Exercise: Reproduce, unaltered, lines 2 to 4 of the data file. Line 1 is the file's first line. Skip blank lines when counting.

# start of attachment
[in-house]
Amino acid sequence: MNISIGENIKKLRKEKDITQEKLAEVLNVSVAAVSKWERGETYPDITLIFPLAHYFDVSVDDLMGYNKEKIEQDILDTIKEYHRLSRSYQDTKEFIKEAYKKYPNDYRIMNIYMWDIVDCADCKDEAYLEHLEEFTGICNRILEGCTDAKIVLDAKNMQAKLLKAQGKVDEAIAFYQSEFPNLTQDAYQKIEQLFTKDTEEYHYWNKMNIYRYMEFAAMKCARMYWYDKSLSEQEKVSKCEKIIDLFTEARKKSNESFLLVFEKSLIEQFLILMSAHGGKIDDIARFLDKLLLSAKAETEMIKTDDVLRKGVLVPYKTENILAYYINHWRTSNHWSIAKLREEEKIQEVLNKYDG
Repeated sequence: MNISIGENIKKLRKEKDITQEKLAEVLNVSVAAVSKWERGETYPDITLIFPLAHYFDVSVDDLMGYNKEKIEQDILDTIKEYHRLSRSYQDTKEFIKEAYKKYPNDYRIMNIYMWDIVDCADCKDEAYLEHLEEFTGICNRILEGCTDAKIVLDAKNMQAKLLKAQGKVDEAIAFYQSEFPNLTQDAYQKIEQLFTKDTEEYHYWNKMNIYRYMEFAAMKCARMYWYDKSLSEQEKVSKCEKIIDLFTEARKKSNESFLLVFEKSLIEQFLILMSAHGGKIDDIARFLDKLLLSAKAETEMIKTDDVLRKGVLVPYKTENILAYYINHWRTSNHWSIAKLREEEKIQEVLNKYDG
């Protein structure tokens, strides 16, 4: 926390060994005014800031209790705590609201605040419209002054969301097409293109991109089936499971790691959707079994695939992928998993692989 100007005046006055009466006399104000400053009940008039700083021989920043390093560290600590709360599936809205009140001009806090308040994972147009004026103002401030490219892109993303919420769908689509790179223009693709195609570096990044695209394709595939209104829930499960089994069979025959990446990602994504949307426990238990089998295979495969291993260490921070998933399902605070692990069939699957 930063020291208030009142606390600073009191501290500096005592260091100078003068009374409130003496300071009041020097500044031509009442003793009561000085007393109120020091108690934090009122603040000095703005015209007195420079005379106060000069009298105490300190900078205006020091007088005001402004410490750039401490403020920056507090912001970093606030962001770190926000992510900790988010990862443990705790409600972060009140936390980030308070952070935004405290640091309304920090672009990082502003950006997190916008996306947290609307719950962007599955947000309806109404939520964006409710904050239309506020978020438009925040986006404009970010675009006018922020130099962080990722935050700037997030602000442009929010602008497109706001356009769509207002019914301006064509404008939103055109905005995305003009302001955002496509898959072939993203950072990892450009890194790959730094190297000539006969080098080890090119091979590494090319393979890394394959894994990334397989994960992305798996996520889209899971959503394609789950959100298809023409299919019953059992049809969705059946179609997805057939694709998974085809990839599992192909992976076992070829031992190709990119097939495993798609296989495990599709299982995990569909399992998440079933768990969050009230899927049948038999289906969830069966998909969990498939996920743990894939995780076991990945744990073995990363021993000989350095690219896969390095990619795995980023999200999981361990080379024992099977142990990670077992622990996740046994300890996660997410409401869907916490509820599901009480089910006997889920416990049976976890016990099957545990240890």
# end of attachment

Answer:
Amino acid sequence: MNISIGENIKKLRKEKDITQEKLAEVLNVSVAAVSKWERGETYPDITLIFPLAHYFDVSVDDLMGYNKEKIEQDILDTIKEYHRLSRSYQDTKEFIKEAYKKYPNDYRIMNIYMWDIVDCADCKDEAYLEHLEEFTGICNRILEGCTDAKIVLDAKNMQAKLLKAQGKVDEAIAFYQSEFPNLTQDAYQKIEQLFTKDTEEYHYWNKMNIYRYMEFAAMKCARMYWYDKSLSEQEKVSKCEKIIDLFTEARKKSNESFLLVFEKSLIEQFLILMSAHGGKIDDIARFLDKLLLSAKAETEMIKTDDVLRKGVLVPYKTENILAYYINHWRTSNHWSIAKLREEEKIQEVLNKYDG
Repeated sequence: MNISIGENIKKLRKEKDITQEKLAEVLNVSVAAVSKWERGETYPDITLIFPLAHYFDVSVDDLMGYNKEKIEQDILDTIKEYHRLSRSYQDTKEFIKEAYKKYPNDYRIMNIYMWDIVDCADCKDEAYLEHLEEFTGICNRILEGCTDAKIVLDAKNMQAKLLKAQGKVDEAIAFYQSEFPNLTQDAYQKIEQLFTKDTEEYHYWNKMNIYRYMEFAAMKCARMYWYDKSLSEQEKVSKCEKIIDLFTEARKKSNESFLLVFEKSLIEQFLILMSAHGGKIDDIARFLDKLLLSAKAETEMIKTDDVLRKGVLVPYKTENILAYYINHWRTSNHWSIAKLREEEKIQEVLNKYDG
């Protein structure tokens, strides 16, 4: 926390060994005014800031209790705590609201605040419209002054969301097409293109991109089936499971790691959707079994695939992928998993692989 100007005046006055009466006399104000400053009940008039700083021989920043390093560290600590709360599936809205009140001009806090308040994972147009004026103002401030490219892109993303919420769908689509790179223009693709195609570096990044695209394709595939209104829930499960089994069979025959990446990602994504949307426990238990089998295979495969291993260490921070998933399902605070692990069939699957 930063020291208030009142606390600073009191501290500096005592260091100078003068009374409130003496300071009041020097500044031509009442003793009561000085007393109120020091108690934090009122603040000095703005015209007195420079005379106060000069009298105490300190900078205006020091007088005001402004410490750039401490403020920056507090912001970093606030962001770190926000992510900790988010990862443990705790409600972060009140936390980030308070952070935004405290640091309304920090672009990082502003950006997190916008996306947290609307719950962007599955947000309806109404939520964006409710904050239309506020978020438009925040986006404009970010675009006018922020130099962080990722935050700037997030602000442009929010602008497109706001356009769509207002019914301006064509404008939103055109905005995305003009302001955002496509898959072939993203950072990892450009890194790959730094190297000539006969080098080890090119091979590494090319393979890394394959894994990334397989994960992305798996996520889209899971959503394609789950959100298809023409299919019953059992049809969705059946179609997805057939694709998974085809990839599992192909992976076992070829031992190709990119097939495993798609296989495990599709299982995990569909399992998440079933768990969050009230899927049948038999289906969830069966998909969990498939996920743990894939995780076991990945744990073995990363021993000989350095690219896969390095990619795995980023999200999981361990080379024992099977142990990670077992622990996740046994300890996660997410409401869907916490509820599901009480089910006997889920416990049976976890016990099957545990240890």